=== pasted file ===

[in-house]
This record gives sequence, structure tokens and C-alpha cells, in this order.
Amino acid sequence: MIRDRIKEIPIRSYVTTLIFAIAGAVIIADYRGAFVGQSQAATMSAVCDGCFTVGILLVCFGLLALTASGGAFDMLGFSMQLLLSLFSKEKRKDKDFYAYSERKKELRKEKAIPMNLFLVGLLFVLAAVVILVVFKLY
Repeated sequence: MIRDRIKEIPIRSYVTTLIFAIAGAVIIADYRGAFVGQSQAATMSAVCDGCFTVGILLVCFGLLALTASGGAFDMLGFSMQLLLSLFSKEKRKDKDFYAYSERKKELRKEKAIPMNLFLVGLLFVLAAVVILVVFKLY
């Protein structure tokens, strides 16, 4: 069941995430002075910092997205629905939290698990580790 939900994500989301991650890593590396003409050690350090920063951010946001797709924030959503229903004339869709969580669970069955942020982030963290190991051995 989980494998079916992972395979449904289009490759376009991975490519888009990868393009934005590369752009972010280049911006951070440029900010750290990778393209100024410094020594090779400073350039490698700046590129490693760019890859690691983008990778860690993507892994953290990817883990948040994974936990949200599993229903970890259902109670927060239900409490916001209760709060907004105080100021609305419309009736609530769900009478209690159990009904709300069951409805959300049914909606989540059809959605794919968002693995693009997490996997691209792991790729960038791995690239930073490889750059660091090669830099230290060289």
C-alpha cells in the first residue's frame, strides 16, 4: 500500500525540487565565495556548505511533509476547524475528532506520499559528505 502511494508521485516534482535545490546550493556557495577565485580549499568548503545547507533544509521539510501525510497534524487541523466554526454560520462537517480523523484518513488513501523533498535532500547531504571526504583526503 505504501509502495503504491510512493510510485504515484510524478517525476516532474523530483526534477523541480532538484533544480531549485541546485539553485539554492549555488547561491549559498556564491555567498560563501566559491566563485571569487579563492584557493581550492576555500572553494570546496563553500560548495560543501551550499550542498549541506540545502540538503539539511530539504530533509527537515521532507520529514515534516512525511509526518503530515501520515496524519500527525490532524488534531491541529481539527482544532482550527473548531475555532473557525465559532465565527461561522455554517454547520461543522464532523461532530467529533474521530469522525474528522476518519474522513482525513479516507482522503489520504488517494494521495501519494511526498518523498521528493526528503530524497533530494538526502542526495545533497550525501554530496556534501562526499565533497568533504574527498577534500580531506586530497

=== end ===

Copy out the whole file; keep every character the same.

[in-house]
This record gives sequence, structure tokens and C-alpha cells, in this order.
Amino acid sequence: MIRDRIKEIPIRSYVTTLIFAIAGAVIIADYRGAFVGQSQAATMSAVCDGCFTVGILLVCFGLLALTASGGAFDMLGFSMQLLLSLFSKEKRKDKDFYAYSERKKELRKEKAIPMNLFLVGLLFVLAAVVILVVFKLY
Repeated sequence: MIRDRIKEIPIRSYVTTLIFAIAGAVIIADYRGAFVGQSQAATMSAVCDGCFTVGILLVCFGLLALTASGGAFDMLGFSMQLLLSLFSKEKRKDKDFYAYSERKKELRKEKAIPMNLFLVGLLFVLAAVVILVVFKLY
């Protein structure tokens, strides 16, 4: 069941995430002075910092997205629905939290698990580790 939900994500989301991650890593590396003409050690350090920063951010946001797709924030959503229903004339869709969580669970069955942020982030963290190991051995 989980494998079916992972395979449904289009490759376009991975490519888009990868393009934005590369752009972010280049911006951070440029900010750290990778393209100024410094020594090779400073350039490698700046590129490693760019890859690691983008990778860690993507892994953290990817883990948040994974936990949200599993229903970890259902109670927060239900409490916001209760709060907004105080100021609305419309009736609530769900009478209690159990009904709300069951409805959300049914909606989540059809959605794919968002693995693009997490996997691209792991790729960038791995690239930073490889750059660091090669830099230290060289």
C-alpha cells in the first residue's frame, strides 16, 4: 500500500525540487565565495556548505511533509476547524475528532506520499559528505 502511494508521485516534482535545490546550493556557495577565485580549499568548503545547507533544509521539510501525510497534524487541523466554526454560520462537517480523523484518513488513501523533498535532500547531504571526504583526503 505504501509502495503504491510512493510510485504515484510524478517525476516532474523530483526534477523541480532538484533544480531549485541546485539553485539554492549555488547561491549559498556564491555567498560563501566559491566563485571569487579563492584557493581550492576555500572553494570546496563553500560548495560543501551550499550542498549541506540545502540538503539539511530539504530533509527537515521532507520529514515534516512525511509526518503530515501520515496524519500527525490532524488534531491541529481539527482544532482550527473548531475555532473557525465559532465565527461561522455554517454547520461543522464532523461532530467529533474521530469522525474528522476518519474522513482525513479516507482522503489520504488517494494521495501519494511526498518523498521528493526528503530524497533530494538526502542526495545533497550525501554530496556534501562526499565533497568533504574527498577534500580531506586530497